March 31, 2013 at 1:37 pm |
  2. davidpur

    When I was a kid in the 50's I remember waking up to the smell of country ham, eggs and bisquits on Sunday mornings. The aroma was unmistakable. Now I go to the grocery and buy slices of name brand country ham and when I open the package it has a sour smell. When I cook it the same sour smell wafts up to my nose and when I eat it, it almost tastes as if it is bad. I'm not doing anything different than Mom did other than she bought a whole ham and sliced it as she needed it. Maybe its the packaging process and sitting in the package for so long that causes this. Losing my taste for country ham and I never thought that would happen.

    January 21, 2013 at 12:03 pm |
  3. s-jan

    The mold on the rind (skin) is actually an important part of the ripening process of an authentic dry-cured ham that gives it unique flavor. If you ever eat an authentic country ham, you'll never want a brine-cured supermarket ham again. It's kind of like the difference between Camembert and Cheez-wiz

    November 21, 2011 at 5:41 pm |
  4. Mr.Smith

    Jeez! Hams are not moldy or "dessicated, mold-ridden" nor do they possess a "barnyard funk". You make yourself look like a fool and you discredit your role.

    November 18, 2011 at 1:29 pm |
    • ZRS

      "Mold – Can often be found on country cured ham. Most of these are harmless but some molds can produce mycotoxins. Molds grow on hams during the long curing and drying process because the high salt and low temperatures do not inhibit these robust organisms. DO NOT DISCARD the ham. Wash it with hot water and scrub off the mold with a stiff vegetable brush."

      Have you never dealt with a real country ham? Lot of mold going on there. The above is from the USDA website.

      November 19, 2011 at 2:26 pm |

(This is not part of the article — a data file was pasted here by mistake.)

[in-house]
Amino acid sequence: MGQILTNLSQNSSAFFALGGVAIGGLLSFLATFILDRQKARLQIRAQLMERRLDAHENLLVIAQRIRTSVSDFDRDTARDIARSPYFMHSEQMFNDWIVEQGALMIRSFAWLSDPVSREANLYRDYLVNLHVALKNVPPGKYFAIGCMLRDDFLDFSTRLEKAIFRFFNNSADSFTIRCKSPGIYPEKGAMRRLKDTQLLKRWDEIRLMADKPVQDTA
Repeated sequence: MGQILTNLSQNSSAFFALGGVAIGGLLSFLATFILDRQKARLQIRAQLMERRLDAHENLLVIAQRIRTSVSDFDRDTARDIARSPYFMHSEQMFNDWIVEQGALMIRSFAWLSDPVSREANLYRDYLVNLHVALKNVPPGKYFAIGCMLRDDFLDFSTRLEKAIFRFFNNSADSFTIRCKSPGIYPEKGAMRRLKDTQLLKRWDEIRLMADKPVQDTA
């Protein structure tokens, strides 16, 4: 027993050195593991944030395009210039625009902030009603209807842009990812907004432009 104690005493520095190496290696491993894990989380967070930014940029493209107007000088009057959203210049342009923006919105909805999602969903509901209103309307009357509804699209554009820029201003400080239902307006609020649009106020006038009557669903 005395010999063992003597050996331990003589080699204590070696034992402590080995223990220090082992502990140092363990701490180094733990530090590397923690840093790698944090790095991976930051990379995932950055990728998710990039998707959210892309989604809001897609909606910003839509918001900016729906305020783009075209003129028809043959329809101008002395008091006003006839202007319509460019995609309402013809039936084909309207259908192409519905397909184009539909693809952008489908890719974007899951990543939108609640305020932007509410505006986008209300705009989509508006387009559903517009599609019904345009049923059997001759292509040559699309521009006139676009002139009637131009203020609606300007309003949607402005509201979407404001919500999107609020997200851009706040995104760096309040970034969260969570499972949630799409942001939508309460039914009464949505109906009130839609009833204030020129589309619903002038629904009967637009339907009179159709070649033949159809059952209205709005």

5. Ms. Grammar

    How do I confront a country ham? With a knife and fork. YUM!!!!

    November 17, 2011 at 12:01 pm |
  6. watchful

    Congratulations. You've just rendered my grandmother's own recipe almost exactly. She was born over a hundred years ago and knew her way around a Smithfield ham. I agree with Collard Queen. It's mostly pepper–some mold–but it's got to go before you can proceed. My grandmother would soak the ham for 24 hours, discarding the water several times. She boiled (or rather simmered) it until you could slightly wiggle the center bone. Her glaze was just like yours. She had a metal enameled baby's bathtub, probably a relic of the Thirties, that was the perfect soaker-boiler. Her serving advice was very specific: Shave it ultra-thin, serve it as a side plate (with other meats), and accompany it with small, delicate homemade biscuits for maximum ham tastiness. And, yes, she made pickled peaches every summer, and they were often on the menu. She also made and served a green tomato pickle relish that was to die for. I've actually prepared all of these delectable things, but my kitchen is no longer equal to the task.

    November 17, 2011 at 11:30 am |
  7. Collard Queen

    IT IS NOT MOLD......IT IS PEPPER! Get yourself a genuine "Smithfield" Pepper Coated Ham. Then do all that stuff....still good. Or slice and make Red-Eye Gravy with coffee for breakfast.

    November 16, 2011 at 3:24 pm |
    • Kat Kinsman

      There is pepper, definitely, but often mold as well. Depends on the cure.

      November 16, 2011 at 4:33 pm |
  8. MIke Gebert

    The old cookbook Charleston Receipts has a great country ham recipe where you make a kind of crust (somewhat like unsweetened gingerbread) and bake it inside that, which prevents it drying out, imparts spices from the crust... and looks cool as heck when you crack it open to slice. Here's some pics:

    November 16, 2011 at 1:37 pm |
  9. booktopiareviews

    yum. Country Ham is an ART. C. Purvis @ the Charlotte Observer did a great series of articles about the ham. I'm glad I live somewhere I can buy slices and biscuit chunks of country ham, ready to eat. :-)

    November 16, 2011 at 12:57 pm |
  10. jyee

    "for country ham is an American national treasure that rivals the finest porcine offerings of Italy, Spain and any other of the world’s ham-curing cultures"

    Perhaps our treasures are so underrated because we tend to ruin them? American country ham is cured, which means, you can avoid the whole double soaking and cooking and just slice it thin and eat it.

    November 16, 2011 at 12:49 pm |
  11. Truth

    Every year, I go out of my way to find the best Kosher ham that I can, and serve it proudly.

    November 16, 2011 at 12:14 pm |
    • AleeD

      ROFLMAO! I'm sure it's tasty, too!

      November 16, 2011 at 12:29 pm |
      • Truth@AleeD

        Not many people get that one...:)

        November 16, 2011 at 12:39 pm |
    • Hamm

      I serve my Kosher ham with cheese and bacon. You?

      November 16, 2011 at 2:21 pm |